Purdue and Connecticut.
Is it possible that this year's Harvard women's basketball team will be mentioned in the same breath as these two top-twenty clubs?
The Crimson (1-1 overall) will get some answers this weekend when it competes in the Duke Dial Classic at Cameron Indoor Stadium in Durham, N.C. The tournament begins this afternoon at 1:00 p.m. with a top-twenty showdown between the Huskies (1-1) and the Boilermakers (1-0), followed by a game featuring Harvard and Duke (2-1).
Today's winners will meet in the championship game tomorrow, while the losers will play a consolation game. Of course, a tournament victory for Harvard could vault the Crimson into the national rankings. But even a strong showing against either Purdue or UConn will improve Harvard's chances of fulfilling its dream of gaining an NCAA bid.
"This is the year we are going to do it, if ever," senior forward Jen Mazanec said. "This year is the best chance we have for a strong showing against the national teams and to perhaps receive a bid."
In today's matchup with the Blue Devils, Harvard will have to contend with the dangerous inside play of senior Sue Harnett. The 6'4" center is coming off anterior cruciate ligament damage to her knee, an injury she sustained in the finals of last year's Classic. But Harnett compiled impressive numbers (19.5 ppg., 8.7 rpg.) the previous season and it will be up to Crimson center Debbie Flandermeyer to neutralize her.
The key to the Duke game will be Harvard's ability to keep up with the Devils in the paint. The Blue Devils carry six players over six-feet tall, along with 5'11' guard Traci Williams, who averaged 9.1 points and 7.6 rebounds per game.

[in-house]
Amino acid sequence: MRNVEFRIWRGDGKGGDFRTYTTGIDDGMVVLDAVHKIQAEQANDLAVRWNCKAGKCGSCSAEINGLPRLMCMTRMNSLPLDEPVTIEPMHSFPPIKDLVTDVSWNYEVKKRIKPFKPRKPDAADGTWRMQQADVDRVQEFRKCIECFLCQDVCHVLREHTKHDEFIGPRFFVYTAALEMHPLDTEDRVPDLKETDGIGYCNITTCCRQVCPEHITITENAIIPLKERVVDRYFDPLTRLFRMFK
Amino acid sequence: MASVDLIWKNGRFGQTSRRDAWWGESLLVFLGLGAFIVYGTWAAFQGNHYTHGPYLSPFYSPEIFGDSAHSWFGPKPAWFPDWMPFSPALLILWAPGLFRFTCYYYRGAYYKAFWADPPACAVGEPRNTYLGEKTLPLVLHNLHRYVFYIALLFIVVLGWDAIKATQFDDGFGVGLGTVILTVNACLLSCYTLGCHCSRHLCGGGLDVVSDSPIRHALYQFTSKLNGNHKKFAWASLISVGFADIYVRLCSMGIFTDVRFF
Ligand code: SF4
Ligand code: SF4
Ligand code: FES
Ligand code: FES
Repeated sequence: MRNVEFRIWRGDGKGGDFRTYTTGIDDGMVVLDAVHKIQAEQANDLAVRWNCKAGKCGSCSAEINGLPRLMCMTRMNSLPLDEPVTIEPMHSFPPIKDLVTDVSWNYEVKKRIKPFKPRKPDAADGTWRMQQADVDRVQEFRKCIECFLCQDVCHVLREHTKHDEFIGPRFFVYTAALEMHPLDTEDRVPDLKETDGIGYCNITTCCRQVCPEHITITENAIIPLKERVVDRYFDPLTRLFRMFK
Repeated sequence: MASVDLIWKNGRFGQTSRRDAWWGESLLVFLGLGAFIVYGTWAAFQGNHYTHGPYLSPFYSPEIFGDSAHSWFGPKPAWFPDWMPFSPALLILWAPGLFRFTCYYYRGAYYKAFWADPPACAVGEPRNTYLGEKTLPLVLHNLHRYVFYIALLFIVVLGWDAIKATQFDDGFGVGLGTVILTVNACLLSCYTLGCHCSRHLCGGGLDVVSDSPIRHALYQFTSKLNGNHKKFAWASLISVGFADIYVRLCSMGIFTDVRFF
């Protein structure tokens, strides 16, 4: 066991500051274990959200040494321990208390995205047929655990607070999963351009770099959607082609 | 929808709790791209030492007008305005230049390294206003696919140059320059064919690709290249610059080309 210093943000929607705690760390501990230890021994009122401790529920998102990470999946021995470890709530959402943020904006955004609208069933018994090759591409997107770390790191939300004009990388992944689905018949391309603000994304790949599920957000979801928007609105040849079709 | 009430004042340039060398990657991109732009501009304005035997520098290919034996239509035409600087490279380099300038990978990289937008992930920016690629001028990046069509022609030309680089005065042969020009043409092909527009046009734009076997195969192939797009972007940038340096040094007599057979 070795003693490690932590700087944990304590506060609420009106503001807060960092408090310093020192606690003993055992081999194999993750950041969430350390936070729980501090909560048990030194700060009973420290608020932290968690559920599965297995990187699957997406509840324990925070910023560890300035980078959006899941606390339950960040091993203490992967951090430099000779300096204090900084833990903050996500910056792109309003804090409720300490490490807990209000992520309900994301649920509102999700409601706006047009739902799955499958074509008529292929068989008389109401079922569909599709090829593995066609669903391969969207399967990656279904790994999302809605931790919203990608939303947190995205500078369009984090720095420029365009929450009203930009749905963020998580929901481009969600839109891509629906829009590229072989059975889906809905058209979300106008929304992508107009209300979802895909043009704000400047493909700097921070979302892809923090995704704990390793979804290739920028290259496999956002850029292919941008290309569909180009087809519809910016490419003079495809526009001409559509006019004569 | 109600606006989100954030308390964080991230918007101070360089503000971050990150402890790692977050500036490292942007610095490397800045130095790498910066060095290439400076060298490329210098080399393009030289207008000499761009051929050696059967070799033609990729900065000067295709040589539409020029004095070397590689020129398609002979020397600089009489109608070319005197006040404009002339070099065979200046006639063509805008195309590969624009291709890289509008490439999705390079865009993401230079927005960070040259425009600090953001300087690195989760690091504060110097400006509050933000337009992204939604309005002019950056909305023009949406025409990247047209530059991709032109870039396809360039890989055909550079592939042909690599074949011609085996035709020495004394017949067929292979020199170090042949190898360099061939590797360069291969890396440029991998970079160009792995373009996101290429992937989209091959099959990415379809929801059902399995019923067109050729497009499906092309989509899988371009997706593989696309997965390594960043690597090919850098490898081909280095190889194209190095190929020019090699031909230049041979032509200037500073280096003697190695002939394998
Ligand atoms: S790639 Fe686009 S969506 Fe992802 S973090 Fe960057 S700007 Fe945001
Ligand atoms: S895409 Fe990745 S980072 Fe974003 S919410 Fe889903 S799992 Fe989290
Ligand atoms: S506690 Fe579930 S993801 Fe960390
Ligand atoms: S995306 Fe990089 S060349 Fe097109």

Regardless of today's results, Harvard faces an even greater challenge tomorrow when it is guaranteed to meet up with a top-twenty squad. UConn has been led this season by senior center Kerry Bascom (16.5 ppg.) and junior forward Orly Grossman (16.0 ppg.). Once again, the game looks to be decided down low, as the Huskies boast five six-footers.
If Harvard should happen to meet Purdue tomorrow, it will face what will most likely be its greatest size mismatch of the season. There are eight Boilermakers over six-feet tall, including 6'3" starting center Rhonda Mateen, who pumped in 17 points and ripped down 11 boards in Purdue's only game thus far this season against Miami. Senior Joy Holmes led the Boilermakers scoring attack with 23 points in the season opener.
So how does Harvard plan to stop these teams?
There won't be any surprises from the Crimson. They will play their style of ball--the run-and-gun long-range-bombing offense--and they'll apply full court pressure on defense.
"Our offense loves three-pointers and we are a definite threat because of this," senior Co-captain Beth Wambach said. "All the guards can shoot threes, but Erin Maher and Maura Healey are particularly outstanding."
In Harvard's two games this season, Healy has sunk four treys for a 600 clip, but Maher, last year's third ranked three-point shooter in the country, has been ice cold, hitting only one of nine from behind the arc. Wambach has jump-started the Crimson offense, nailing seven three-pointers and tallying 46 points.
"We need offense and defense to stay with these teams," Maher said. "Where this starts is controlling the boards."
If Harvard's offense and defense are able to stay with these teams, the Crimson will get further indication of its chances for postseason play.